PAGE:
A mobile mapping system (MMS) features several positioning technologies that are commonly used individually for various off-road and on-road applications. As noted by Richard Rybka in his article Where will positioning take us next? he discusses how GPS, intertial measurement units (IMUs) and distance measurement instruments (DMIs) are being integrated into one system to allow rapid data collection. The development of Topcon Positioning System's MMS system was initially driven by Internet map data providers, but the applications and potential benefits for equipment OEMs are becoming more apparent.
As the vehicle travels along a route, the MMS records events and data output from the three positioning devices and information sensors. In IP-S2 systems, these events are timed to GNSS signals at a very precise rate of 15 nanoseconds.
As the data is collected by the MMS, it is stored on a computer hard drive connected to the system. IP-S2 systems use a notebook computer or a specialized computer with multiple cartridge hard drives, depending on which model is used. When the mapping mission has been completed, the data is typically transferred to a processing computer in an office environment.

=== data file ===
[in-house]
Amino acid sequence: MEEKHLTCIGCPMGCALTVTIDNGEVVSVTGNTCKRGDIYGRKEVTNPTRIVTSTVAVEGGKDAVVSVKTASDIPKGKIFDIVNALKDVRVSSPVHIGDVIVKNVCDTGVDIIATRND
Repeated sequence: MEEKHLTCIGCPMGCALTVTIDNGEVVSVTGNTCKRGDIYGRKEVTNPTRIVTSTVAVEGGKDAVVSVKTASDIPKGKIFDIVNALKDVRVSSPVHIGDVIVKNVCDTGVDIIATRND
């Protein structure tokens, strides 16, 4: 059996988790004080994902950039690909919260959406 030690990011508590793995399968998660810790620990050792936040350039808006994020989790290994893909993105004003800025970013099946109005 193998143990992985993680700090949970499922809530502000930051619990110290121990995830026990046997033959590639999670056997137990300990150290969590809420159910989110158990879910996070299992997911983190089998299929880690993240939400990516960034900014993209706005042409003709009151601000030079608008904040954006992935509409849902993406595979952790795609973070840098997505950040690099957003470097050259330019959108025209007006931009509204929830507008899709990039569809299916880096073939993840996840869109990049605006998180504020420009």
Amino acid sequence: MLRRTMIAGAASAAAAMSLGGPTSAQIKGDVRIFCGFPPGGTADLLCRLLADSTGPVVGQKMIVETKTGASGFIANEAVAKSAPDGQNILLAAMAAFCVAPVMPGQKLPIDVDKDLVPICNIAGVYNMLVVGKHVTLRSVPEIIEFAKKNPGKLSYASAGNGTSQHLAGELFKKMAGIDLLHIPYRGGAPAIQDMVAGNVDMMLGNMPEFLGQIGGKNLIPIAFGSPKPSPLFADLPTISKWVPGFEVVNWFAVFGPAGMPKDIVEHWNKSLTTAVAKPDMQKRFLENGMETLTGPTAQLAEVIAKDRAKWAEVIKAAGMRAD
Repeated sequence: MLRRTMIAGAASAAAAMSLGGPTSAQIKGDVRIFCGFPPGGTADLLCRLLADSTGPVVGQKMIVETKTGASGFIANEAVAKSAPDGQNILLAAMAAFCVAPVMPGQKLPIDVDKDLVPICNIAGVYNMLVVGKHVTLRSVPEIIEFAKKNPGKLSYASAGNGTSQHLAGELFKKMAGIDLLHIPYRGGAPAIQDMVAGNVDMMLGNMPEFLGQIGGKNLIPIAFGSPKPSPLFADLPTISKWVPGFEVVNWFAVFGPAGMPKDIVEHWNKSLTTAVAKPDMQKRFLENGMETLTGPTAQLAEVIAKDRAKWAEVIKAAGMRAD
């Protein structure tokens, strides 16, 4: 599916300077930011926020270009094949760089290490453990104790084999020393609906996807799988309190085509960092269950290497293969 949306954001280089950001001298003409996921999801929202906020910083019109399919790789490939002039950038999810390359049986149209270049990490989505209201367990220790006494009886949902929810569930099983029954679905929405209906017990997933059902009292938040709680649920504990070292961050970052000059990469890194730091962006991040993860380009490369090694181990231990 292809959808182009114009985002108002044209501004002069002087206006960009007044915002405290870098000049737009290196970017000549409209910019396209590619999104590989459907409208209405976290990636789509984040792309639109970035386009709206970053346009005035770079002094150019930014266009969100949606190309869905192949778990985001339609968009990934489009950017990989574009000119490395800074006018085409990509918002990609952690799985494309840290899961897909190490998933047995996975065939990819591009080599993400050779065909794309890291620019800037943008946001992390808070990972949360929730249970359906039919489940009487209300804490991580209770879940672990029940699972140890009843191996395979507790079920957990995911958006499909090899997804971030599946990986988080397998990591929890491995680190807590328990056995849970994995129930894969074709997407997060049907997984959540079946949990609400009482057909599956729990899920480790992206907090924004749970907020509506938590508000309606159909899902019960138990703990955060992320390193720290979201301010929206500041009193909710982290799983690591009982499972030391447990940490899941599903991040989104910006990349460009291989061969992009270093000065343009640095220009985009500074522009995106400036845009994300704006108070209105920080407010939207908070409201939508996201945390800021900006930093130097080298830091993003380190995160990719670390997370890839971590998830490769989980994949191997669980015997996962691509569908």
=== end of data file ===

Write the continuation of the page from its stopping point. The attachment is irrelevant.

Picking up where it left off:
Geoclean, TPS's processing software, is the key to integrating all the information from positioning devices and sensors. The first processing task decompresses the logged data and converts it to required formats. A second task uses advanced algorithms to process data from GNSS, IMU, and DMI's to create an accurate vehicle trajectory and attitude. To improve accuracy, GNSS data from the mobile system can be post-processed with satellite data logged on a local receiver or from a reference station network.
Once the vehicle trajectory is solved, other Geoclean tasks are initiated to transform the data into a useable format. Individual images from the six-lens camera area stitched together to create a 360° spherical image. Once the spherical image sets are formed, they are aligned to the vehicle trajectory. A point cloud from the laser scanners is generated and also aligned to the vehicle trajectory. Color values for each of the geospatial points in the cloud can be derived from the images.
After processing is completed, TPS's Spatial Factory software can be used to view, analyze, measure, and extract information about features. Standalone LiDAR point clouds can be exported for use in other third-party software applications.
IP-S2 systems and software have created a new class of geospatial data by fusing massive colorized point clouds to 360° images. The user can rotate, pan, and zoom from the center of the spherical image. Geospatial locations of features and measurements are made by snapping to the accurate point cloud. The result is a totally immersive 3D view of objects and surroundings.